The Points

Wine scoring

If I've preached one thing throughout my years as a wine blogger it is this:  Don't get wrapped up in the scores!  Let me repeat that.  Do NOT get wrapped up in the scores.  So, why do most people "score" wines then, you ask?  Because most people need a guide, or a report card instead of just "word of mouth" when it comes to selecting a wine.  Whether it's the traditional and most popular 100-point system used widely in the United States, or the familiar 20-point system used primarily by the French, grading scales are popular and commonplace and provide guidance on "hey, this is really good" versus "man, I wouldn't let my dog lick that off of a car tire".  You get my point.

What do I look for in a great wine?  For me, it's the overall product.  It starts with the label.  If the wine is on a shelf, does it pull you in?  After the label is the presentation.  How does it look after a generous pour?  What are the aromas?  What are the tastes?  How is the finish?  Is it memorable?  Will you be able to drink it in the future or will be be vinegar in 6 months?  These are just a few things that go into the overall score.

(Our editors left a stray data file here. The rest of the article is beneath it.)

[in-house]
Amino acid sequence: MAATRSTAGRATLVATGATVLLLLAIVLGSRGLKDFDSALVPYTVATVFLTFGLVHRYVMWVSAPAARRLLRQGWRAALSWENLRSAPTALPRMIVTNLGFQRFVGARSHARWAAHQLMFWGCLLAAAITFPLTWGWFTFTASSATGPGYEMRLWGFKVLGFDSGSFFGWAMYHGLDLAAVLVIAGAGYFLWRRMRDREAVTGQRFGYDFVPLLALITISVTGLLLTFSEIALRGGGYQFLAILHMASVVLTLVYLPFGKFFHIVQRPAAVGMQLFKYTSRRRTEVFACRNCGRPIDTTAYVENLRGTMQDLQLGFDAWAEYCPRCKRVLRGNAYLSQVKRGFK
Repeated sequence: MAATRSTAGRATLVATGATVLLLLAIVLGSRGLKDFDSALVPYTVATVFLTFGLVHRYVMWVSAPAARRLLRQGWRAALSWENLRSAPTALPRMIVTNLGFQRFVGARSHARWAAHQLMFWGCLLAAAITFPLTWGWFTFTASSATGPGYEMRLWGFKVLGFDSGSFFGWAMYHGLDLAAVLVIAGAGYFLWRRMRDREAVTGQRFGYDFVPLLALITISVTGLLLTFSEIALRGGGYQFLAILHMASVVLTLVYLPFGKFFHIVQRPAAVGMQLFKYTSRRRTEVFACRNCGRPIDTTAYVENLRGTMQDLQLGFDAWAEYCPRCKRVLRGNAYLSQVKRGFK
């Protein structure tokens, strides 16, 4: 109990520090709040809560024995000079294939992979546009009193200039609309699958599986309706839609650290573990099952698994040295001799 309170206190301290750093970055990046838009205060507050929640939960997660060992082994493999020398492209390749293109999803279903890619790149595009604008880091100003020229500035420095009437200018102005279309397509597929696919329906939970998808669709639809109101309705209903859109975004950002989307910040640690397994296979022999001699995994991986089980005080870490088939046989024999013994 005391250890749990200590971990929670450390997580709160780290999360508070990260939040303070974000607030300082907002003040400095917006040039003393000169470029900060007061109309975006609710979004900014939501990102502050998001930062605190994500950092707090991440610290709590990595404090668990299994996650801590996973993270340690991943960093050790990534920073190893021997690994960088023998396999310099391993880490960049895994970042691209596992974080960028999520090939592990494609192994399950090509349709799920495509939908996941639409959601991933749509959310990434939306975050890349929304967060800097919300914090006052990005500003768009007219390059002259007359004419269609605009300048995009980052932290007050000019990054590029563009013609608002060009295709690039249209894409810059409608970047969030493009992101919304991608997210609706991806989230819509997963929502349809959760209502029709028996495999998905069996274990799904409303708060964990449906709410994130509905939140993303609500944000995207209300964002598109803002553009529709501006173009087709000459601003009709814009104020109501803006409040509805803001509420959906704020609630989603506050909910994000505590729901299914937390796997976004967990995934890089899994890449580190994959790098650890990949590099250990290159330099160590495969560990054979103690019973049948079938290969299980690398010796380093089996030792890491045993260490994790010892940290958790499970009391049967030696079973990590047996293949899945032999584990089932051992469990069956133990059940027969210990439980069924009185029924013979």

Over the years I have had many wine producers ask me not to give their wines a point rating.  And, to be honest, that is something that I really enjoy (and prefer).  I think that the notes about the wine should paint a picture for the reader that will quickly allow them to determine whether or not they want to spend their hard earned money on this bottle or that bottle.  So the next time someone tells you that they only drink wines rated 95 points are higher, tell them that you drink wines that taste great, no matter what kind of high school grade that they received.  And then tell them to pound sand.

The secret to enjoying a good wine:  Open the bottle and allow it to breathe.  If the bottle does not look like it is breathing, give it mouth to mouth and repeat.  -Unknown

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